Growth of Carnations

Overview

The National Garden Bureau states that the popularity of carnations (dianthus) is partially because they are so easy to grow and also because of the wide range of their blooming colors. Carnations can be grown as perennials, biennials, or as annual flowers. They lend themselves to many garden design uses, depending on their height and color. Some varieties can be used as a ground cover and other varieties are popular in window boxes. Carnation's gray-green foliage combines well with plants such as coral bells and larkspur.

History

Carnation has 2,000 years of known cultivation history, beginning in Europe and Asia. Carnations were used as ceremonial crown garlands in Greek times. The word dianthus means "flower of the gods." There are over 300 species of carnation but only four that are generally available for home gardeners. They are Sweet Williams, China pinks, hybrid crosses of these two species, and interspecific hybrids.

Characteristics

Carnations are classified as a perennial herb. They have gray-green leaves, flowers with five petals, and grow 10 to 20 inches in height. Flowers bloom in shades of red, pink, white and yellow. As with most herbs, carnations thrive in soil that has low to moderate fertility. Over-fertilizing produces leaf growth at the expense of flower growth. Carnations grow well in a garden spot that receive four to five hours of sunlight per day.

Time Frame for Growth

Carnations can be grown from seed or small purchased plants. They can also be propagated by root cutting when plants are mature. Seeds are sown 1/8 inch deep in light, porous soil and spaced 10 to 12 inches apart. When the soil is kept moist, carnation seeds germinate in seven to 10 days for annual varieties, two to three weeks for perennials.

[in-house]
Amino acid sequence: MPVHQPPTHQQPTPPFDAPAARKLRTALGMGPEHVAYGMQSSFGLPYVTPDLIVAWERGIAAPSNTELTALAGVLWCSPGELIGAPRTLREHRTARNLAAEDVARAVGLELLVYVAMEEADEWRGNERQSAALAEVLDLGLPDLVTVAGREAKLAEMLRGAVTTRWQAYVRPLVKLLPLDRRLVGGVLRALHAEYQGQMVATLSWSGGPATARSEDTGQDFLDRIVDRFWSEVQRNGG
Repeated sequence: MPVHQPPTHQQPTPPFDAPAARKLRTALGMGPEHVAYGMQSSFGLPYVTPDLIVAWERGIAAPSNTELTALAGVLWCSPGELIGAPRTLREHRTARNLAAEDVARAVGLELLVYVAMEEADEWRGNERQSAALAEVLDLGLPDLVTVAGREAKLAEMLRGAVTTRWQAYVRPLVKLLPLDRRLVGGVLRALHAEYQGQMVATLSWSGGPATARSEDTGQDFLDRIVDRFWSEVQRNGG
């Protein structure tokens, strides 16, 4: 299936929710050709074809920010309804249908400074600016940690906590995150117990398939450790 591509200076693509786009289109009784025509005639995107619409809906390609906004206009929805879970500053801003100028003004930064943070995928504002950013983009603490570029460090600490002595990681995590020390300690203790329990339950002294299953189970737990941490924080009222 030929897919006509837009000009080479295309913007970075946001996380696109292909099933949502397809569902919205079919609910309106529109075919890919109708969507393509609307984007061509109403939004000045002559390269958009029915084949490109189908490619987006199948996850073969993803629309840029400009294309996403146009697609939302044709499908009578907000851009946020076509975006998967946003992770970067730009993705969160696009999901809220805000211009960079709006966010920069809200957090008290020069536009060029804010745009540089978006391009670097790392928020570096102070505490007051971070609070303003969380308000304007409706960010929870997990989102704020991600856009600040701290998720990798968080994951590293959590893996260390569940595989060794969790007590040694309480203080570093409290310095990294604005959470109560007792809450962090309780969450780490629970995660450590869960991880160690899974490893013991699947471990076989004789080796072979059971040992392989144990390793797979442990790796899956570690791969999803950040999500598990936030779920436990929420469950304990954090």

Features

Until the 20th century, hybrid forms of carnation were accidental by either nature or home gardeners. They had a much shorter growing season than carnations known today. Queen of Hearts was the first hybrid interspecific cross breed, created in the late 1960s by Charles James. As a result of this flower hybrid, carnations now had hardiness, vigor, larger flowers and a longer growing season. Many interspecific hybrids followed, and the nursery market for carnations was created.

Benefits and Uses

Growing carnations brings a wonderful, spicy smell to the garden. People are often reminded of a grandmother's flower garden when they smell carnations. Carnations are traditionally a flower given in recognition of an achievement or an important occasion. It is the most common flower given on Mother's Day as a symbol of the pure love mothers have for their children. In Spain, carnations are the national flower, and in Ohio they are the state flower.

Considerations

Carnations grow in many garden conditions. The Sweet William dianthus is winter hardy to USDA zone 4 and China pinks are hardy to zone 7. Sweet William grows to a height of 5 inches and is a favorite in rock gardens. Taller varieties such as Amazon grow to 24 inches and are good perennial cut flowers. Another modern hybrid is known as a cottage pink and it is low-growing, loosely tufted perennial that has fragrant leaves and flowers.

Keywords: perennials, grow carnations, carnation hybrids

About this Author

Joan Norton, M.A., is a licensed psychotherapist and professional writer in the field of women's spirituality. She blogs and has two published books on the subject of Mary Magdalene; "14 Steps To Awaken The Sacred Feminine:Women in the Circle of Mary Magdalene," and "The Mary Magdalene Within."